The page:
This past weekend I went to a concert.
My favorite band in the world is Switchfoot, and this is also my family's collective favorite band. We took our daughters as their first concert- and it did not disappoint. Lead singer of Switchfoot- Jon Foreman walked out into the crowd while singing, right to our family. And later, he crowd surfed over us.
But that is not the only thing that stuck out to me. Opening act Tyson Motsenbocker, while talking about one of his songs, said this:
"We need to criticize what we love."
At first glance, this seems cynical or harsh. But what he really was saying is that if we really love something, we do not need to just accept it as it is. We need to question it, not just act on blind faith that it works the way we think it does.
A marriage that never questions its intentions will be shallow. An engineer that never questions their structures will make an inferior product. A doctor that never questions their methods will eventually make a mistake.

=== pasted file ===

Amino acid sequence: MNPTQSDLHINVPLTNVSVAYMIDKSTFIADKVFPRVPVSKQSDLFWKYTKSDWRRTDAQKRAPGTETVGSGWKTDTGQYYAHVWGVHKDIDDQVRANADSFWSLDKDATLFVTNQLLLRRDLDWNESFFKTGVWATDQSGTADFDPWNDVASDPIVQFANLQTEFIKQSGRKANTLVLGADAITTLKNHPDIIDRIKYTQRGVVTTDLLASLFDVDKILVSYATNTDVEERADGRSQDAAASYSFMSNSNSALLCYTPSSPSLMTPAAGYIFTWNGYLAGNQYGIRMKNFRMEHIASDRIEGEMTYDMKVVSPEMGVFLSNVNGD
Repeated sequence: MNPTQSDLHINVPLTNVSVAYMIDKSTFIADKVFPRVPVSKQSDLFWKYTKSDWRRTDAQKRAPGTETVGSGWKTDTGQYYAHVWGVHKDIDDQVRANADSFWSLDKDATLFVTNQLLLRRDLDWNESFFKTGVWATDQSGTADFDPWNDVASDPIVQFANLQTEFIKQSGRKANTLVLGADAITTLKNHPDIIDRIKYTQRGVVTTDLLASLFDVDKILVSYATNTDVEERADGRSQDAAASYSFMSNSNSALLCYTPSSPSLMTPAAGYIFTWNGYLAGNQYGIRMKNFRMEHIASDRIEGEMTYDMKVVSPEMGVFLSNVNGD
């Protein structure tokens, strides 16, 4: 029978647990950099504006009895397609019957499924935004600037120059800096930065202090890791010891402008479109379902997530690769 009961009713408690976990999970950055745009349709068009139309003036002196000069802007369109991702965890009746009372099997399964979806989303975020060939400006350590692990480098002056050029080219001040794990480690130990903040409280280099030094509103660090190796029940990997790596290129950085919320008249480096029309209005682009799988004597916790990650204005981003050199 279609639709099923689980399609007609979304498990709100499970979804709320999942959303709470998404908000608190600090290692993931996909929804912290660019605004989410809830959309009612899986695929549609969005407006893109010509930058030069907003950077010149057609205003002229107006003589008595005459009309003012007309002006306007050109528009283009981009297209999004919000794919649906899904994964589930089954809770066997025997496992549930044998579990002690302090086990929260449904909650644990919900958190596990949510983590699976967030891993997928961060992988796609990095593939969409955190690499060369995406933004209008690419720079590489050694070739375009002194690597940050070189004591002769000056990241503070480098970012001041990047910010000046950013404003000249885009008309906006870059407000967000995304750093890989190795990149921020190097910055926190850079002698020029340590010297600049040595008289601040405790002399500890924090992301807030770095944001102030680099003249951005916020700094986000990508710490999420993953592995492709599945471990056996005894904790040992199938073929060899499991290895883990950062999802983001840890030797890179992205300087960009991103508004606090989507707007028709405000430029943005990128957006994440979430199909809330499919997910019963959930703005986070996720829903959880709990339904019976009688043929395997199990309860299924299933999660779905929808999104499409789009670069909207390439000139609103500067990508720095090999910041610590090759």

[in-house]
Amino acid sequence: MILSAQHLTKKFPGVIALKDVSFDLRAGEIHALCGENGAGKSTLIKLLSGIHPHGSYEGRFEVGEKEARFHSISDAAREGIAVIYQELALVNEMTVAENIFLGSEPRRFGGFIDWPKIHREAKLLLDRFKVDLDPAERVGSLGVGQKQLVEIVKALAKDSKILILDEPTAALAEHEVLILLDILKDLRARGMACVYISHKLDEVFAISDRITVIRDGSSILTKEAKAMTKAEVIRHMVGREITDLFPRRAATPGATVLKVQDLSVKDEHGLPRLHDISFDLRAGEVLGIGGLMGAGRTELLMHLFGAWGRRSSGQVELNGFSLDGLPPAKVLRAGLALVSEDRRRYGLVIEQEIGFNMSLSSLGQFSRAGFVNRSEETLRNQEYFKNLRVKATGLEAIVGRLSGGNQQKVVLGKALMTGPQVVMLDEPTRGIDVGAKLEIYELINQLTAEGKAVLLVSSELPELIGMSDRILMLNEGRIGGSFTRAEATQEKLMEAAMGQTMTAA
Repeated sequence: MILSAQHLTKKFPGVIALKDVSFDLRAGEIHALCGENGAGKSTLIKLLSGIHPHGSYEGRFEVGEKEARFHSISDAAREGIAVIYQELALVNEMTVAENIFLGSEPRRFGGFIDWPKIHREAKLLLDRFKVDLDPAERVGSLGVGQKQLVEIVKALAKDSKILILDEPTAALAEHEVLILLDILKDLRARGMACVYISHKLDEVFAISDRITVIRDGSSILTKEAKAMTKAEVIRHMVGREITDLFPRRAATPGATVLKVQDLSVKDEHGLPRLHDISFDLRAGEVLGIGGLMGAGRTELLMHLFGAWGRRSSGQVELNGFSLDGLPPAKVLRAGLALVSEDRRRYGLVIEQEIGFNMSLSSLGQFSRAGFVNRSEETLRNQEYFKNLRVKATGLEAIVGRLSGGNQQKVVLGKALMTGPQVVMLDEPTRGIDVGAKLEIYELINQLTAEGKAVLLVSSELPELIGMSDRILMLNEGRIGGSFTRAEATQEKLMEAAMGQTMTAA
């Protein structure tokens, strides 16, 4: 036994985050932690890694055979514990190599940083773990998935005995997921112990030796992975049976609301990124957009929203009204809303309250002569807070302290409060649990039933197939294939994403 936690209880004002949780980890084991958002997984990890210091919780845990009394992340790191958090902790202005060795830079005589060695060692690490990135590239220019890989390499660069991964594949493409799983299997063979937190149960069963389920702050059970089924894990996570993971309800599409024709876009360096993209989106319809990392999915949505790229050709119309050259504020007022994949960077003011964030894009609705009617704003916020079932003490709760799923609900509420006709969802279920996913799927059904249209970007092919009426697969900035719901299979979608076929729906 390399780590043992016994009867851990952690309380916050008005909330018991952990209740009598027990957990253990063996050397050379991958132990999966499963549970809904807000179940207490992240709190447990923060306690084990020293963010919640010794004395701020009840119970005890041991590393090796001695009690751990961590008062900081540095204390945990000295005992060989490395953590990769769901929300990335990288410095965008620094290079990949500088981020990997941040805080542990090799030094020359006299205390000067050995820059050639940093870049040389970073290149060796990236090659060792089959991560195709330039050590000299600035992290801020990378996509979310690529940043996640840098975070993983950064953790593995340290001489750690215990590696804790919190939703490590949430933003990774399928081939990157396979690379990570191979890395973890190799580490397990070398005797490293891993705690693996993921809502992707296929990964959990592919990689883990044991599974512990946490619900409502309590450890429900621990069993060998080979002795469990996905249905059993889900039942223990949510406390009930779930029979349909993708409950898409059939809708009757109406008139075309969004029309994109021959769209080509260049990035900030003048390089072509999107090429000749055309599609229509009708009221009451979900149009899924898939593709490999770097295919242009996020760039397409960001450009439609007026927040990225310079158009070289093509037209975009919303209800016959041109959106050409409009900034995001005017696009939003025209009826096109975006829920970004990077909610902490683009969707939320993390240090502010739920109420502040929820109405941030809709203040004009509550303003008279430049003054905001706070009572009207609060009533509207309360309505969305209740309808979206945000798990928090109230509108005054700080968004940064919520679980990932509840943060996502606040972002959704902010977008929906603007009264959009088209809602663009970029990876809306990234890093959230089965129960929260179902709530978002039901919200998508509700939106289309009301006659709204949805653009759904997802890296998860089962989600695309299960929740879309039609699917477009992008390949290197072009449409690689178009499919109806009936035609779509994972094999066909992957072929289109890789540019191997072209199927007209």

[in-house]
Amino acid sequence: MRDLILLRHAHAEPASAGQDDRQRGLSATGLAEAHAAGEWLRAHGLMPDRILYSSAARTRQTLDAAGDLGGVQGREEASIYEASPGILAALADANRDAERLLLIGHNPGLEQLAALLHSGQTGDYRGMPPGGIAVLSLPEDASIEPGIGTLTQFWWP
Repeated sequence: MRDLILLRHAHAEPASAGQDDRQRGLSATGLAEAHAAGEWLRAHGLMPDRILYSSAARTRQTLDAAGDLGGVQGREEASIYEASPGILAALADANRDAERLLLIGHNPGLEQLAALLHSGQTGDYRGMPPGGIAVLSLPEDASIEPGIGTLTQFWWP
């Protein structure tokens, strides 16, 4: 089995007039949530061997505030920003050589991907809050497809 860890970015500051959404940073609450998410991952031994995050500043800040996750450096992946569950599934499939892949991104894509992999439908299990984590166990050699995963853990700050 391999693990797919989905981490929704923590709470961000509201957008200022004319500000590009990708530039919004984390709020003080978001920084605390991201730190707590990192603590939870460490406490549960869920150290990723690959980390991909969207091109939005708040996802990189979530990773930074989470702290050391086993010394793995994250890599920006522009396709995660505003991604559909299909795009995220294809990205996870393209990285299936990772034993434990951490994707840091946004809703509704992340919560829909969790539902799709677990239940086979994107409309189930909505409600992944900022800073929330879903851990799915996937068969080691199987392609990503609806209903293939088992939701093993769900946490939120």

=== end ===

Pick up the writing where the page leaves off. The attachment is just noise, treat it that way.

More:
And educators that never question- or criticize- their instruction or campus culture will never grow.
To never question or criticize is- to me- to be complacent. To accept that it is "good enough" or "is what it is."
It is apathy, and apathy is the enemy of learning.
So, when I ask questions, when I challenge the ideas of my fellow educators- it is not out of judgment or harshness or superiority that I question you. No, I question because I care.
Because I believe that together we can be better.
And because I need you to question me, too.
I teach Psychology, Sociology, World History Honors and Debate at College Station High School, as well as coach the debate team, sponsor the TED Ed Club, and I am the Lead Innovator for LEADS CSISD (A student leadership empowerment program for 5th-8th graders). I am an aspiring administrator.